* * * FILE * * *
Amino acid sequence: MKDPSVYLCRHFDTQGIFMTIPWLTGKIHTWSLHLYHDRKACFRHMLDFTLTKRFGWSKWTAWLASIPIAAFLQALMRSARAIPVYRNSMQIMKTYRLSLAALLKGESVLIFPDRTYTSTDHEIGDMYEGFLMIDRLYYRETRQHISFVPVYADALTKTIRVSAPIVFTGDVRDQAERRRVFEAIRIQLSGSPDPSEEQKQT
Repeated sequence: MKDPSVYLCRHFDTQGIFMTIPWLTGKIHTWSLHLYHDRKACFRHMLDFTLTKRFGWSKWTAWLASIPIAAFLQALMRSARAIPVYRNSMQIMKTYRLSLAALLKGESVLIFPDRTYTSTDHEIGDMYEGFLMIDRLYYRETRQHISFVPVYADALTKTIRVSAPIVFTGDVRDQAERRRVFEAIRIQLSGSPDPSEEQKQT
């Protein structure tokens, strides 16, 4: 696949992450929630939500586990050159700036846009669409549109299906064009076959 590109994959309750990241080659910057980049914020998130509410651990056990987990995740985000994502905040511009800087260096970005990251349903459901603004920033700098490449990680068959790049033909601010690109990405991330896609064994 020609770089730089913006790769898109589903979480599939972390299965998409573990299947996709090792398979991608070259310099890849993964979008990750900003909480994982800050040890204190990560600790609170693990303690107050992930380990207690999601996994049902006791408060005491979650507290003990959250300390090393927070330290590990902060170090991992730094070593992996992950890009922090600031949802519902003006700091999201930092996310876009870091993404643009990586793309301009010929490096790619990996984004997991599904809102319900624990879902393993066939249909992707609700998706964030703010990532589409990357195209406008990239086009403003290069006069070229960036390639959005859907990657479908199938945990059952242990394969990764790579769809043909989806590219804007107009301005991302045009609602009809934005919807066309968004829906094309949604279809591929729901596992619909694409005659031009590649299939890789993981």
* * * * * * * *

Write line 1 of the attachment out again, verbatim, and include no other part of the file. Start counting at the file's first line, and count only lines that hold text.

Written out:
Amino acid sequence: MKDPSVYLCRHFDTQGIFMTIPWLTGKIHTWSLHLYHDRKACFRHMLDFTLTKRFGWSKWTAWLASIPIAAFLQALMRSARAIPVYRNSMQIMKTYRLSLAALLKGESVLIFPDRTYTSTDHEIGDMYEGFLMIDRLYYRETRQHISFVPVYADALTKTIRVSAPIVFTGDVRDQAERRRVFEAIRIQLSGSPDPSEEQKQT